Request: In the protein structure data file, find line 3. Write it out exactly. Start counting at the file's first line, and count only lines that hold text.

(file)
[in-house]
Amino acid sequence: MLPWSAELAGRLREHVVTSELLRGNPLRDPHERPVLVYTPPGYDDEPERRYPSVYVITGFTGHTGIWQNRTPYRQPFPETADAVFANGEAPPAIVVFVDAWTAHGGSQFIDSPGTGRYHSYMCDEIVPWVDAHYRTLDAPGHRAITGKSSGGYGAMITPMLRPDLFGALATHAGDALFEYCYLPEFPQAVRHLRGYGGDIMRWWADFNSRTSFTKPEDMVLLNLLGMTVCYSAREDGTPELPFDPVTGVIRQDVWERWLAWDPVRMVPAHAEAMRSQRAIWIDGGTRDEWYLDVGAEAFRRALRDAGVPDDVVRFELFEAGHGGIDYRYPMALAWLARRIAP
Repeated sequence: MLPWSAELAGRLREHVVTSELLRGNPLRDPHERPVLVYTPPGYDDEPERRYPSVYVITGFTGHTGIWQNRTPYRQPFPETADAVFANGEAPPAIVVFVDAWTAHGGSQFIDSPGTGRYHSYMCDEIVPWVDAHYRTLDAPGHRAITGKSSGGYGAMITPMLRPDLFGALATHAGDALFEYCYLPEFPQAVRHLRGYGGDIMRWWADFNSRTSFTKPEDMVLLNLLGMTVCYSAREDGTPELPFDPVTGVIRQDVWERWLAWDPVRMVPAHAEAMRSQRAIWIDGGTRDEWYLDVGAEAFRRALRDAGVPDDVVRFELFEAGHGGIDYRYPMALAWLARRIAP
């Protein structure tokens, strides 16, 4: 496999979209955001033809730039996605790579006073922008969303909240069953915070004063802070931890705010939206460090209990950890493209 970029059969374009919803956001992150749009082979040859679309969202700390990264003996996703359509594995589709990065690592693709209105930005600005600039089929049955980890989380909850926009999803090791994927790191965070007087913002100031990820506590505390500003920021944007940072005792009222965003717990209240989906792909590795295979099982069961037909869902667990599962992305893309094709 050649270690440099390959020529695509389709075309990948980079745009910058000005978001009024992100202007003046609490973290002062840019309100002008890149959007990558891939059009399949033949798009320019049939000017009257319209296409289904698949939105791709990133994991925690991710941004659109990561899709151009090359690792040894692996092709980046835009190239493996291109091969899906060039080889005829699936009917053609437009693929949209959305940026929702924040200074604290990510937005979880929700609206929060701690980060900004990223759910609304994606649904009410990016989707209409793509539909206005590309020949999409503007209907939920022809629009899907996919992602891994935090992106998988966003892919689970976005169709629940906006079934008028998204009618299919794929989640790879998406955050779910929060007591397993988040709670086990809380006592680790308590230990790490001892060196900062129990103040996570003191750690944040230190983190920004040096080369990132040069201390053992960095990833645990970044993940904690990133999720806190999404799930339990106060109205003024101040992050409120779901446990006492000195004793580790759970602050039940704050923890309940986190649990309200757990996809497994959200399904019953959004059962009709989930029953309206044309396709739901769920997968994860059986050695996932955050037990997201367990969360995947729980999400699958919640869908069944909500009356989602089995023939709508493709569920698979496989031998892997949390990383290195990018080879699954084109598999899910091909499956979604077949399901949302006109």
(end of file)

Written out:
Repeated sequence: MLPWSAELAGRLREHVVTSELLRGNPLRDPHERPVLVYTPPGYDDEPERRYPSVYVITGFTGHTGIWQNRTPYRQPFPETADAVFANGEAPPAIVVFVDAWTAHGGSQFIDSPGTGRYHSYMCDEIVPWVDAHYRTLDAPGHRAITGKSSGGYGAMITPMLRPDLFGALATHAGDALFEYCYLPEFPQAVRHLRGYGGDIMRWWADFNSRTSFTKPEDMVLLNLLGMTVCYSAREDGTPELPFDPVTGVIRQDVWERWLAWDPVRMVPAHAEAMRSQRAIWIDGGTRDEWYLDVGAEAFRRALRDAGVPDDVVRFELFEAGHGGIDYRYPMALAWLARRIAP